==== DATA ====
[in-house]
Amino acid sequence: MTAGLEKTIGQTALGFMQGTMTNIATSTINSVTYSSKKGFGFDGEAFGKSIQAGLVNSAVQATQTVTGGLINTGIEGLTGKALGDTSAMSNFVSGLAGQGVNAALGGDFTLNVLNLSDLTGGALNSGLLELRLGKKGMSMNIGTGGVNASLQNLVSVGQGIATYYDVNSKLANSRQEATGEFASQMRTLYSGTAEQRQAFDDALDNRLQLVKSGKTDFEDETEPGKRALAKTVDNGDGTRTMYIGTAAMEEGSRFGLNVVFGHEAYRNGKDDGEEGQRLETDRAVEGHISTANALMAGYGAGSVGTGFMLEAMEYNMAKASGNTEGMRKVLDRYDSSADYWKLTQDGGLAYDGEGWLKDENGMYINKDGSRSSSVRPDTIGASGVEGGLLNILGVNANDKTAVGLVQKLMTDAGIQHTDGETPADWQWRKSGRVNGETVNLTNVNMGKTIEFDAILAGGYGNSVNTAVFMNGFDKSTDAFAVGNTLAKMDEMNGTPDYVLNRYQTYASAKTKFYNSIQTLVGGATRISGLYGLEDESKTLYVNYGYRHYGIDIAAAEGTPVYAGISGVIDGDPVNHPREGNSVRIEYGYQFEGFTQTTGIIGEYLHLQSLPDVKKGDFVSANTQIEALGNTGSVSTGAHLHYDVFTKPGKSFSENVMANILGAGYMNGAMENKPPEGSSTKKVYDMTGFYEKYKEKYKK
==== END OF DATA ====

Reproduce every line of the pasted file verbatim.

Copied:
[in-house]
Amino acid sequence: MTAGLEKTIGQTALGFMQGTMTNIATSTINSVTYSSKKGFGFDGEAFGKSIQAGLVNSAVQATQTVTGGLINTGIEGLTGKALGDTSAMSNFVSGLAGQGVNAALGGDFTLNVLNLSDLTGGALNSGLLELRLGKKGMSMNIGTGGVNASLQNLVSVGQGIATYYDVNSKLANSRQEATGEFASQMRTLYSGTAEQRQAFDDALDNRLQLVKSGKTDFEDETEPGKRALAKTVDNGDGTRTMYIGTAAMEEGSRFGLNVVFGHEAYRNGKDDGEEGQRLETDRAVEGHISTANALMAGYGAGSVGTGFMLEAMEYNMAKASGNTEGMRKVLDRYDSSADYWKLTQDGGLAYDGEGWLKDENGMYINKDGSRSSSVRPDTIGASGVEGGLLNILGVNANDKTAVGLVQKLMTDAGIQHTDGETPADWQWRKSGRVNGETVNLTNVNMGKTIEFDAILAGGYGNSVNTAVFMNGFDKSTDAFAVGNTLAKMDEMNGTPDYVLNRYQTYASAKTKFYNSIQTLVGGATRISGLYGLEDESKTLYVNYGYRHYGIDIAAAEGTPVYAGISGVIDGDPVNHPREGNSVRIEYGYQFEGFTQTTGIIGEYLHLQSLPDVKKGDFVSANTQIEALGNTGSVSTGAHLHYDVFTKPGKSFSENVMANILGAGYMNGAMENKPPEGSSTKKVYDMTGFYEKYKEKYKK